Maybe. But that they don't make predictions for ordinary people, and we should ask Oman, ie DGCAM. This has got the nation into a rumour frenzy today.
The current satellite pics, and the typhoon warning centre show nothing right now. The official version from the Government scotching the rumour, and with the Brits changing their statement, is at the bottom here.
Dragon's advice: Keep checking the excellent (and free - thanks America!) US Navy Typhoon Warning site here and the infrared sat here.
And don't panic.
But as lots of other people ARE going to panic, you may want to buy some cases of water now. You can always drink it later. And you all already have a storm kit anyhow, right? With batteries, torches, a spare charged mobile phone battery, some emergency food, etc? And an evacuation plan.
But it begs the question: how usual does weather have to be to cease being unusual?...
Weather bureau warns of repeat of Cyclone Gonu in Oman
By Sunil K. Vaidya, Bureau Chief
Last updated: May 20, 2008, 18:01
Muscat: Less than a year after Cyclone Gonu devastated the coast of Oman, a UK-based international weather bureau has predicted that another tropical storm could hit Oman and Yemen at the end of May. This time the forecast of landfall of the cyclone is on May 29 around Oman/Yemen coast.
A senior official at the Directorate General of Meteorology and Air Navigation (DGMAN) confirmed that they have initial reports about the possibility of a storm.
“We are in preparedness,” Badr Al Rumhi of DGMAN told Gulf News on Tuesday. He, however, did not elaborate.
According to the European Centre for Medium-Range Weather Forecasts (ECMWF), the onset phase of this year’s monsoon could feature a cyclone in the west Arabian Sea.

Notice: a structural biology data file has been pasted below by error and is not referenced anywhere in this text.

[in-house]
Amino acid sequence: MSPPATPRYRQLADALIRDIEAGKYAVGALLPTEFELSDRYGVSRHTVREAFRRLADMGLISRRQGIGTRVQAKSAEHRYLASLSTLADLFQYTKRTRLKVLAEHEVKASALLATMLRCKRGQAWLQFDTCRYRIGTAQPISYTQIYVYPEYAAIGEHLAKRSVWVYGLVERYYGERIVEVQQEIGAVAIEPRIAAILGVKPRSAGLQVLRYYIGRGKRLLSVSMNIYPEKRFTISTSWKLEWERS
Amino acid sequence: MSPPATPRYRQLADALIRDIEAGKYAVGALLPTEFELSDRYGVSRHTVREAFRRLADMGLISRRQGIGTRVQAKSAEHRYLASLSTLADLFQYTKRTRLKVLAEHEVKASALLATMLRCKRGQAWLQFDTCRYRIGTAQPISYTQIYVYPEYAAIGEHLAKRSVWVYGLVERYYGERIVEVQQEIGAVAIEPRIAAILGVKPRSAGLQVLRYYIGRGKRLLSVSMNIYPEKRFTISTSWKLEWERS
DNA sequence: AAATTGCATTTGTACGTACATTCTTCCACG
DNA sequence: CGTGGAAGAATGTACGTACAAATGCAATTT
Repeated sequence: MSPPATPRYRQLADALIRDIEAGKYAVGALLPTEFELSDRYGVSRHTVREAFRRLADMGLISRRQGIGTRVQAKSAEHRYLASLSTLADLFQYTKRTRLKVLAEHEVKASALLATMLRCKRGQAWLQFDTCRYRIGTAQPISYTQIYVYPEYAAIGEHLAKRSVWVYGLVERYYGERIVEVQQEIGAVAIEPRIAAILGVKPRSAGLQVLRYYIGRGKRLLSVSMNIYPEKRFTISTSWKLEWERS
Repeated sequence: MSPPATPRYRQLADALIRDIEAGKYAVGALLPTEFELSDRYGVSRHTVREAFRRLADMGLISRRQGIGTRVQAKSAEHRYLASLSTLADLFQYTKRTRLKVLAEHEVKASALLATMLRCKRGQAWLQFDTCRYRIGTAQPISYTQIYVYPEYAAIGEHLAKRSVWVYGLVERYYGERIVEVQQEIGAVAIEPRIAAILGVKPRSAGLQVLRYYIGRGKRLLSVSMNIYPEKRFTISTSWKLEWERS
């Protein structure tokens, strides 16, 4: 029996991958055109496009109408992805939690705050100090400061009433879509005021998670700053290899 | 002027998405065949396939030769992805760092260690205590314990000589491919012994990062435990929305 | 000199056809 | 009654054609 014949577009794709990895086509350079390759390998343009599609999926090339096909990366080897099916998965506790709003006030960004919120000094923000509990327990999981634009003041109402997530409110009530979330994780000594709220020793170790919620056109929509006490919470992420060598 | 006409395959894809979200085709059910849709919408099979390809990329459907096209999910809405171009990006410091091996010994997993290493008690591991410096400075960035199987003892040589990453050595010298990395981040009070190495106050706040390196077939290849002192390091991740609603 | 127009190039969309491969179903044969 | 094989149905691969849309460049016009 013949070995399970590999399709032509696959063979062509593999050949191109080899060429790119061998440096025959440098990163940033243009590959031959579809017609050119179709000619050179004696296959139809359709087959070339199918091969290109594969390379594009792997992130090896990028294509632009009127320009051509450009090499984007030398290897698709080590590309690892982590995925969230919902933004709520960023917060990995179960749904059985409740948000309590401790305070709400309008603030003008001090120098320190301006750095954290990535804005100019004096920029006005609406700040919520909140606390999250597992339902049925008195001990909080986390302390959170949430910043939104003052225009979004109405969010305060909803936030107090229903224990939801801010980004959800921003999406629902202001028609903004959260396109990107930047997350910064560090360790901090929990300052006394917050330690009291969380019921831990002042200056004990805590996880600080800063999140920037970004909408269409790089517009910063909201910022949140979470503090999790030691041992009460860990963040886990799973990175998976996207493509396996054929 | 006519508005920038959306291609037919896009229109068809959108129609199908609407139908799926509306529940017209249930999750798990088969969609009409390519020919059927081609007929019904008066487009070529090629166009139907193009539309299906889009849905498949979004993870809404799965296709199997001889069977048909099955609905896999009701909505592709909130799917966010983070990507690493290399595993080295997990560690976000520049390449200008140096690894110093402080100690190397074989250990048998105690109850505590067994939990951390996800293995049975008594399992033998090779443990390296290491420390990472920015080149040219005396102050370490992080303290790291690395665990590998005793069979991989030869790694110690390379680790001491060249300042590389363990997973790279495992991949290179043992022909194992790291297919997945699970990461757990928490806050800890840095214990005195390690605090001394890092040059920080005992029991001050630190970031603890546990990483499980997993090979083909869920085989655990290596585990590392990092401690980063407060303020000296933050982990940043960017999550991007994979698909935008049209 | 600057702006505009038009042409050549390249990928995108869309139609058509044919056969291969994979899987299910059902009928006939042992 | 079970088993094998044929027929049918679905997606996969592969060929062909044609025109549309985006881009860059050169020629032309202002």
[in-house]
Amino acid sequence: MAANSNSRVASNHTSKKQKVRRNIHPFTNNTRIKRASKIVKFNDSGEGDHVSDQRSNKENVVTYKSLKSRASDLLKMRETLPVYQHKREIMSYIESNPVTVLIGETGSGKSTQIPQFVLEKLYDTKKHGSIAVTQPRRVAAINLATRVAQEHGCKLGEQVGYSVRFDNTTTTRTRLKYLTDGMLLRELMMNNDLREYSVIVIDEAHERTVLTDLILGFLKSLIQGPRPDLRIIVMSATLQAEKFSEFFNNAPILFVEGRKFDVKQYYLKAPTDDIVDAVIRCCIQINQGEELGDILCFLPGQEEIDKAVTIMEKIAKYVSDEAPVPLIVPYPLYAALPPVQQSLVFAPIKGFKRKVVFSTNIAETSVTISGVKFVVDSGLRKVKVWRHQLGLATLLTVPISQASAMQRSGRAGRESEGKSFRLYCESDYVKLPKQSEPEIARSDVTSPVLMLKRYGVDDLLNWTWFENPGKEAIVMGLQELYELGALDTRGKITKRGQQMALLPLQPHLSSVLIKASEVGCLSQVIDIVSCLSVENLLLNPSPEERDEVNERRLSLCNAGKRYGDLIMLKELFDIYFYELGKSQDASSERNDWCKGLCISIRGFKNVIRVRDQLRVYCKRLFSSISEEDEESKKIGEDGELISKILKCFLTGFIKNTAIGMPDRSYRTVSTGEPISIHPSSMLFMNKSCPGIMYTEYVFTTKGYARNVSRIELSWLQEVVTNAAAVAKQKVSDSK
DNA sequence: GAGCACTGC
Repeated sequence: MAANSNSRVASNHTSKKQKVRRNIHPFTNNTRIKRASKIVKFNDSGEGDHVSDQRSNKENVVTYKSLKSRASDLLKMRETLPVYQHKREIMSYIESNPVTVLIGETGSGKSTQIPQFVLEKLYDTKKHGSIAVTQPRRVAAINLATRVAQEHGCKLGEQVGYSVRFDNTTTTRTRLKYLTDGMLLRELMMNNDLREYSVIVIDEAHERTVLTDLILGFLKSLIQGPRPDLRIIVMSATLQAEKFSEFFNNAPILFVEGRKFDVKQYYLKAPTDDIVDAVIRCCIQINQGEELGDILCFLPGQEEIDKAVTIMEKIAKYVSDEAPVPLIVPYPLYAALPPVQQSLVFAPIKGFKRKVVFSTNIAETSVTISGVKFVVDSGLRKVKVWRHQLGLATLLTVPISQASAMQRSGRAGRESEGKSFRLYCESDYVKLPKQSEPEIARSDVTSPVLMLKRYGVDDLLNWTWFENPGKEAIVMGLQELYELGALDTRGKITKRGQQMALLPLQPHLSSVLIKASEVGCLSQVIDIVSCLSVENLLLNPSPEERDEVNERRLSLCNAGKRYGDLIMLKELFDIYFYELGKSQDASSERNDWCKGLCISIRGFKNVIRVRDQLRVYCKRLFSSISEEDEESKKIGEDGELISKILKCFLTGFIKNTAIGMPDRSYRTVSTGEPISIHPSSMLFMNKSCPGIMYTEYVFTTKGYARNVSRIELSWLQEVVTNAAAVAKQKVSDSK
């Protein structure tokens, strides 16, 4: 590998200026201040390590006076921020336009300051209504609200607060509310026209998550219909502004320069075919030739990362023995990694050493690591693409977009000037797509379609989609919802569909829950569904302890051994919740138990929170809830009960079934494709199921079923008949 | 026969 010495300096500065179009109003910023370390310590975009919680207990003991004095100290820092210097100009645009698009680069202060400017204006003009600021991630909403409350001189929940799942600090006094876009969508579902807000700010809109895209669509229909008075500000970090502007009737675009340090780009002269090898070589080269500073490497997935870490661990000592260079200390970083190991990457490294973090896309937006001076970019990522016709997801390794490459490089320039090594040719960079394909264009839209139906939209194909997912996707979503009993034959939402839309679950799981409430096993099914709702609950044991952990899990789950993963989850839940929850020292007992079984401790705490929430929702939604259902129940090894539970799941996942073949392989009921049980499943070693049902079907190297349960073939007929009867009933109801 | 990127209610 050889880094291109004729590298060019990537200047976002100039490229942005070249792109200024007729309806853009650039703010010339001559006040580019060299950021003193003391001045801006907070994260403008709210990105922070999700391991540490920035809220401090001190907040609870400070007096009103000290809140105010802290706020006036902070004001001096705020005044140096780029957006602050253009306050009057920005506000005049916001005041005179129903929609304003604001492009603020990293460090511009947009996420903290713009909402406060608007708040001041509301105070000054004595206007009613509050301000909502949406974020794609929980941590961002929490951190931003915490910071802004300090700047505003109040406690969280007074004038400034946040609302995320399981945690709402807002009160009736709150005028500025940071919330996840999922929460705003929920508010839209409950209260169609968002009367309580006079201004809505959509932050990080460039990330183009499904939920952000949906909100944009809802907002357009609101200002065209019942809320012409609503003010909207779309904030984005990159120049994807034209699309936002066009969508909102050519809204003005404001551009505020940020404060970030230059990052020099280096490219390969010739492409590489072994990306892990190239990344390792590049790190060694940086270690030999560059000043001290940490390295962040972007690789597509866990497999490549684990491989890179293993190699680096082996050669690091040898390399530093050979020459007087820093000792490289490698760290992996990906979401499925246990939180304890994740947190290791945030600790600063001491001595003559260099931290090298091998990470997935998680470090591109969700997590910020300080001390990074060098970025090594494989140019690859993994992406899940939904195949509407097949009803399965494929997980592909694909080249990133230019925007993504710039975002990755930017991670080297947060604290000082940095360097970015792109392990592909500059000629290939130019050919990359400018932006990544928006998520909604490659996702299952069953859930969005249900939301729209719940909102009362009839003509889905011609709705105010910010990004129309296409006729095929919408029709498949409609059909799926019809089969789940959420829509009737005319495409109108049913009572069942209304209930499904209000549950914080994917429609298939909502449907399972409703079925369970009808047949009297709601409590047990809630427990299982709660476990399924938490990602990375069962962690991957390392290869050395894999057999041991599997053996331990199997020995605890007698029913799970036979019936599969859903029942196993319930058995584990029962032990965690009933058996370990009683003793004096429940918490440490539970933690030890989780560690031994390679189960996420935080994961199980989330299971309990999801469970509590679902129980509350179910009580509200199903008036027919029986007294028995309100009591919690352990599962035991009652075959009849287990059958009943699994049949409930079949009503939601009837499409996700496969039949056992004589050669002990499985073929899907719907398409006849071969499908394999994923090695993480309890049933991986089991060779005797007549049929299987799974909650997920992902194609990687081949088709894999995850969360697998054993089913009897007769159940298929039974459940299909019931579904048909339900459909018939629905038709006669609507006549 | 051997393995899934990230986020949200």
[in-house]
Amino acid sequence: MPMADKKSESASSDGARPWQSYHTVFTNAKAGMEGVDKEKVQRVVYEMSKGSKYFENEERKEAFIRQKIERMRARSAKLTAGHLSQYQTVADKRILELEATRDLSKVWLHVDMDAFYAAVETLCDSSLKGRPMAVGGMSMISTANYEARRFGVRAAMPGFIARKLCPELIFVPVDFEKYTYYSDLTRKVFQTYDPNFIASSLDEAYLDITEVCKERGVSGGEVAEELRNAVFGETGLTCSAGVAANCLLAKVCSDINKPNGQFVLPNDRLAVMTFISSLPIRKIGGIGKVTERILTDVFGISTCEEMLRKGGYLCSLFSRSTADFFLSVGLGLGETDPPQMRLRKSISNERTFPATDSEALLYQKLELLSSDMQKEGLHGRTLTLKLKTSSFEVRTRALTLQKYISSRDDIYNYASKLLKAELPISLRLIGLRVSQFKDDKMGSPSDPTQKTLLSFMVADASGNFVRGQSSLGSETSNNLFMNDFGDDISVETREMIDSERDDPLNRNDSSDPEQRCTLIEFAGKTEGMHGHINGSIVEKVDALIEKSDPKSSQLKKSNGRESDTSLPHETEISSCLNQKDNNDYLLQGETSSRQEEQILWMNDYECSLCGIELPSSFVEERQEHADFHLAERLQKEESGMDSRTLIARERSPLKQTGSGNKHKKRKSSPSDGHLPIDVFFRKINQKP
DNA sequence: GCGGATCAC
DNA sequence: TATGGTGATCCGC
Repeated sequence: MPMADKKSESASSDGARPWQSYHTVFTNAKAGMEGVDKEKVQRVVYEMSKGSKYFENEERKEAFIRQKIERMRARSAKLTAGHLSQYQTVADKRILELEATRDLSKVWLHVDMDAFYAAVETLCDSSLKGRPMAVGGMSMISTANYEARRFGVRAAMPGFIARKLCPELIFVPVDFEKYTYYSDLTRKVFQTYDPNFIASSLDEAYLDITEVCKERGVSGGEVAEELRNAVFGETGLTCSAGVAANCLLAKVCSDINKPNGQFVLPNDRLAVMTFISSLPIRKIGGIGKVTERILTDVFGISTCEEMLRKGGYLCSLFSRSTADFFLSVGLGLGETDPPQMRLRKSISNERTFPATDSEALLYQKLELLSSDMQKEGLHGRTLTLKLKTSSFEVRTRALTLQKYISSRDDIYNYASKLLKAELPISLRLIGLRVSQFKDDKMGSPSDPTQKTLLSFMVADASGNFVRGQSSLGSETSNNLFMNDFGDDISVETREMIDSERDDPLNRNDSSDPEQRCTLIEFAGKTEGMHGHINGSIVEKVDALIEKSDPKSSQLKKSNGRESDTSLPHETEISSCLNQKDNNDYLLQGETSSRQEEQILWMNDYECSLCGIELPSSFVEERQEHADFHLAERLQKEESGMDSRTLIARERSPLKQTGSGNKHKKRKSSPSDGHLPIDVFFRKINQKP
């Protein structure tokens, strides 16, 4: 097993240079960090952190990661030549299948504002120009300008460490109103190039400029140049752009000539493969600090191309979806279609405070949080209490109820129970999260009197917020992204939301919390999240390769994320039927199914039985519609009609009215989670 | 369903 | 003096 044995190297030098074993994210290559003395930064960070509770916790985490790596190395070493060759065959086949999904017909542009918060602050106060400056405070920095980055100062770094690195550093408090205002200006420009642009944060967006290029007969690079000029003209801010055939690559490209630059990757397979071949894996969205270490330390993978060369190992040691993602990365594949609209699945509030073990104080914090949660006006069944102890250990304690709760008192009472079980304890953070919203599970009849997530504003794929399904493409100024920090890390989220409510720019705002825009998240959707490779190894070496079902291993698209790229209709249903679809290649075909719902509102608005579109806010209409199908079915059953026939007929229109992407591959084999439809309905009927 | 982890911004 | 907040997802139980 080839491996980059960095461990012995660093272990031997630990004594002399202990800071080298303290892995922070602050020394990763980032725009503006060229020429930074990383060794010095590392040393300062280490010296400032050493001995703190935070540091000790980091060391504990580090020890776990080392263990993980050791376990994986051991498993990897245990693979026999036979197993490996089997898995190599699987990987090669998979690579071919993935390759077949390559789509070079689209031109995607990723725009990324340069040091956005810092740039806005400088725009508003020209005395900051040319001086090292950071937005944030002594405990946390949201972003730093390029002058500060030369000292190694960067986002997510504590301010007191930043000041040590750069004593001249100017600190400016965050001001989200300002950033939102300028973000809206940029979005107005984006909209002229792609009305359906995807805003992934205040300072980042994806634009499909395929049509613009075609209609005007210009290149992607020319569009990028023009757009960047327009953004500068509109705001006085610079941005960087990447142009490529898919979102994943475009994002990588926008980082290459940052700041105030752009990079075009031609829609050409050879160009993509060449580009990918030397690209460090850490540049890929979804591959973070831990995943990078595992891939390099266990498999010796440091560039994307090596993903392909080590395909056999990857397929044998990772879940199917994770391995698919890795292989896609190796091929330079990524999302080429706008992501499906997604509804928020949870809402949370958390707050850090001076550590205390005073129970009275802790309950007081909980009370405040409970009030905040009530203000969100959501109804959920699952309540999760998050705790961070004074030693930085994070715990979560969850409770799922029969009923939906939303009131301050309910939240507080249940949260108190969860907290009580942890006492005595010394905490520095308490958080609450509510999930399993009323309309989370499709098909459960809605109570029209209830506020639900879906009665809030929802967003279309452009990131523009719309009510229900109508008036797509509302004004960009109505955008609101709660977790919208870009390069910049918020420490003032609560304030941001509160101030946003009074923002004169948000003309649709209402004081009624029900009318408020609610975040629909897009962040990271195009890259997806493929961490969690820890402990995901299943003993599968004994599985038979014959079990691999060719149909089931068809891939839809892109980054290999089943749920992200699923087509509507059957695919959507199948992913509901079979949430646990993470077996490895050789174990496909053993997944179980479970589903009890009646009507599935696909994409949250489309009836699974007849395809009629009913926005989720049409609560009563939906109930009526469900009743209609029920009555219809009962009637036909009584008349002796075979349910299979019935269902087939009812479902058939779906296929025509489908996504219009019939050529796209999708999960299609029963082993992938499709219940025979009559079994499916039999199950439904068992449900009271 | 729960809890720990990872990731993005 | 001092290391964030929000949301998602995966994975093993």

However, when contacted in London, Manfred Kloeppel, Assistant to Director, ECMWF, said: “We do not issue any warnings ourselves to any states in the world but make our products available in particular to our Member and Co-operating States.” Kloeppel further added that the forecast last Monday (May 19) showed a system developing and hitting Oman on 28 May. “This not so prominent in Tuesday’s forecast,” he added. He also clarified that ECMWF do not forecast a cyclone to hit the Gulf states, although "there clearly is still some potential for this to happen."
He added that the message from the forecast was that such a development might happen, but one must wait and see what happens in the next forecasts, a task, he stressed, was with the National Meteorological Services.
The forecast states that “the system is forecast to develop in the west central Arabian Sea and is expected to make a landfall over the Yemen/Oman coast around May 29.” It further states that the timing of the ‘cyclogenesis’ (birth of a cyclone) and the path for onward movement would resemble those of tropical Cyclone Gonu, which killed 48 people when it struck Oman on June 6 last year.
The only redeeming feature, according to ECMWF, would be that this time the storm would be comparatively at a reduced strength...
The meteorology office (DGCAM)- the only official weather information source in Oman - has of course dispelled the rumour, as they claim that an accurate forecast could be provided only 78 hours in advance. "Citizens are urged not to believe in rumours, unconfirmed stories and create panic situations" Times of Oman
MUSCAT — The European Centre for Medium-Range Weather Forecasting (ECMWF) has withdrawn the cyclone watch in the Arabian Sea apparently in the face of invading westerly systems sweeping the northern fringes of the basin one after the other.
The cyclone watch put out on Monday had depicted a system of moderate strength making a landfall over Oman/Yemen around May 29.
But the latest seven-day forecasts valid from yesterday did not indicate any significant weather event for the region.
The Times of Oman office was flooded with phone calls after a television station based in India reported a possibility of a cyclone in the west Arabian Sea, with the ECMWF expecting a yet-to-be-born rogue circulation to spin up to class-matching strength. When we contacted an official at the Directorate-General of Civil Aviation and Meteorology, he ruled out any possibility at this juncture and added that an accurate forecast could be provided only 78 hours in advance. He also urged the citizens not to believe in rumours, unconfirmed stories and create panic situations.